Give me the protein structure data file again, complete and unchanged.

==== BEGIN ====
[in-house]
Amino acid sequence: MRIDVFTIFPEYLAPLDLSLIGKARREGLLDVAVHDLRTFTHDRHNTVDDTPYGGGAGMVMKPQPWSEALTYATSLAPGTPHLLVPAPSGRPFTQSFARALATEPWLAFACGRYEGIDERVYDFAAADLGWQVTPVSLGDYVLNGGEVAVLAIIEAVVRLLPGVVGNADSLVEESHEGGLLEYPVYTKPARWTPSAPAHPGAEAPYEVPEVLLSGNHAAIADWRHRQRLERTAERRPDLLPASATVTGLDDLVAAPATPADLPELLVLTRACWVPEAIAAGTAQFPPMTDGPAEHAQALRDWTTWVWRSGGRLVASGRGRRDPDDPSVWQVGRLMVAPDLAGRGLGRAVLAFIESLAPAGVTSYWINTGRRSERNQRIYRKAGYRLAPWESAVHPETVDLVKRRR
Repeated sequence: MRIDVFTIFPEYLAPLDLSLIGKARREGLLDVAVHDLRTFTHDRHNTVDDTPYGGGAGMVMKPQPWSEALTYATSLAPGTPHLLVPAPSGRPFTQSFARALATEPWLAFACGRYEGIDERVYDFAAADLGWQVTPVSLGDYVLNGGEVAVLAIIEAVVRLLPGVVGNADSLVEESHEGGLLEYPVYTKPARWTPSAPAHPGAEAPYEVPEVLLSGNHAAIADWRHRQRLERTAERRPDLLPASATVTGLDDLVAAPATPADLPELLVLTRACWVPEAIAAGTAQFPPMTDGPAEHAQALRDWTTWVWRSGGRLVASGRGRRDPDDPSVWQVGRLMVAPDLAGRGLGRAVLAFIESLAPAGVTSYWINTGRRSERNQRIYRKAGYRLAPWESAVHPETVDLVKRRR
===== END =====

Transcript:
[in-house]
Amino acid sequence: MRIDVFTIFPEYLAPLDLSLIGKARREGLLDVAVHDLRTFTHDRHNTVDDTPYGGGAGMVMKPQPWSEALTYATSLAPGTPHLLVPAPSGRPFTQSFARALATEPWLAFACGRYEGIDERVYDFAAADLGWQVTPVSLGDYVLNGGEVAVLAIIEAVVRLLPGVVGNADSLVEESHEGGLLEYPVYTKPARWTPSAPAHPGAEAPYEVPEVLLSGNHAAIADWRHRQRLERTAERRPDLLPASATVTGLDDLVAAPATPADLPELLVLTRACWVPEAIAAGTAQFPPMTDGPAEHAQALRDWTTWVWRSGGRLVASGRGRRDPDDPSVWQVGRLMVAPDLAGRGLGRAVLAFIESLAPAGVTSYWINTGRRSERNQRIYRKAGYRLAPWESAVHPETVDLVKRRR
Repeated sequence: MRIDVFTIFPEYLAPLDLSLIGKARREGLLDVAVHDLRTFTHDRHNTVDDTPYGGGAGMVMKPQPWSEALTYATSLAPGTPHLLVPAPSGRPFTQSFARALATEPWLAFACGRYEGIDERVYDFAAADLGWQVTPVSLGDYVLNGGEVAVLAIIEAVVRLLPGVVGNADSLVEESHEGGLLEYPVYTKPARWTPSAPAHPGAEAPYEVPEVLLSGNHAAIADWRHRQRLERTAERRPDLLPASATVTGLDDLVAAPATPADLPELLVLTRACWVPEAIAAGTAQFPPMTDGPAEHAQALRDWTTWVWRSGGRLVASGRGRRDPDDPSVWQVGRLMVAPDLAGRGLGRAVLAFIESLAPAGVTSYWINTGRRSERNQRIYRKAGYRLAPWESAVHPETVDLVKRRR